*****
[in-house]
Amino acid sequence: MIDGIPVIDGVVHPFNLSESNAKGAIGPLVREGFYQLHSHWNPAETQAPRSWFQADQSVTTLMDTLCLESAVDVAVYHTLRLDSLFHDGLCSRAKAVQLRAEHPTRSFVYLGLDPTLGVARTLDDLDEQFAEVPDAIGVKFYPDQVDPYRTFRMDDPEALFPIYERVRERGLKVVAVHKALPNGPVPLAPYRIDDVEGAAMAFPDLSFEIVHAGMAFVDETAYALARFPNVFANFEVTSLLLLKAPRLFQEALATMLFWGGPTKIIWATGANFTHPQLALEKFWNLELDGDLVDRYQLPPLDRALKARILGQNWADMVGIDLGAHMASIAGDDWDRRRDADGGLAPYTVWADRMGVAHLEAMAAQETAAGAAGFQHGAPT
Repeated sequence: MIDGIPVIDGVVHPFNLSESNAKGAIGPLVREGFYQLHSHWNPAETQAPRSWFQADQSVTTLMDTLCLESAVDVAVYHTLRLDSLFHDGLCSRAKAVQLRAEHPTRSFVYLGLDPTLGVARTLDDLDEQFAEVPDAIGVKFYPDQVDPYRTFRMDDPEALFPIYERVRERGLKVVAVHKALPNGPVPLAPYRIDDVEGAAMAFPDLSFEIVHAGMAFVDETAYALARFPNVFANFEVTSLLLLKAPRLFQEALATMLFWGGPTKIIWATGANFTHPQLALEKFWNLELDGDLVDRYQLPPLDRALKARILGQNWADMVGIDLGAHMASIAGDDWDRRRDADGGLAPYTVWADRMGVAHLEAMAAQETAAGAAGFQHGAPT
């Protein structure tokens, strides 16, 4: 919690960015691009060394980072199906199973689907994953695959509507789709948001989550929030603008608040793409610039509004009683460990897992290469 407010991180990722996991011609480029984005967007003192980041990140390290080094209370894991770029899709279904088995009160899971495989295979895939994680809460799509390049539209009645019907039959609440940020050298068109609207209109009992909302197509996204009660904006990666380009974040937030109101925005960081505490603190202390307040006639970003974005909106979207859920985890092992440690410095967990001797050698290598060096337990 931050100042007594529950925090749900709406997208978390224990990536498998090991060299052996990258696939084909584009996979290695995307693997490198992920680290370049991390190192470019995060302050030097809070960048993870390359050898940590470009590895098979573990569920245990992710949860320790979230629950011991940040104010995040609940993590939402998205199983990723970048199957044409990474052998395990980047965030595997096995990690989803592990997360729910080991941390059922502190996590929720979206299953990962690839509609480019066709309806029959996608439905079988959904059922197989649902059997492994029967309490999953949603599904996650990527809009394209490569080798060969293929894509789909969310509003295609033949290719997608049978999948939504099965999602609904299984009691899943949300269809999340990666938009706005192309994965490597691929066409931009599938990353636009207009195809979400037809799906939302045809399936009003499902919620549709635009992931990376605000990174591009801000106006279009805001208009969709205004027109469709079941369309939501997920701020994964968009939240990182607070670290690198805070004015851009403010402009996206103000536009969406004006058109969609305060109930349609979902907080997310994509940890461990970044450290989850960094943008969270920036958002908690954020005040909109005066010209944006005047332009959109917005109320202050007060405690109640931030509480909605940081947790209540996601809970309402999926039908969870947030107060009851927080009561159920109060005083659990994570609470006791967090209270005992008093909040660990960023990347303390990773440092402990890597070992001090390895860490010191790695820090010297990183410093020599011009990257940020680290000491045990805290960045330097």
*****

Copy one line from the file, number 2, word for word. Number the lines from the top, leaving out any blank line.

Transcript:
Amino acid sequence: MIDGIPVIDGVVHPFNLSESNAKGAIGPLVREGFYQLHSHWNPAETQAPRSWFQADQSVTTLMDTLCLESAVDVAVYHTLRLDSLFHDGLCSRAKAVQLRAEHPTRSFVYLGLDPTLGVARTLDDLDEQFAEVPDAIGVKFYPDQVDPYRTFRMDDPEALFPIYERVRERGLKVVAVHKALPNGPVPLAPYRIDDVEGAAMAFPDLSFEIVHAGMAFVDETAYALARFPNVFANFEVTSLLLLKAPRLFQEALATMLFWGGPTKIIWATGANFTHPQLALEKFWNLELDGDLVDRYQLPPLDRALKARILGQNWADMVGIDLGAHMASIAGDDWDRRRDADGGLAPYTVWADRMGVAHLEAMAAQETAAGAAGFQHGAPT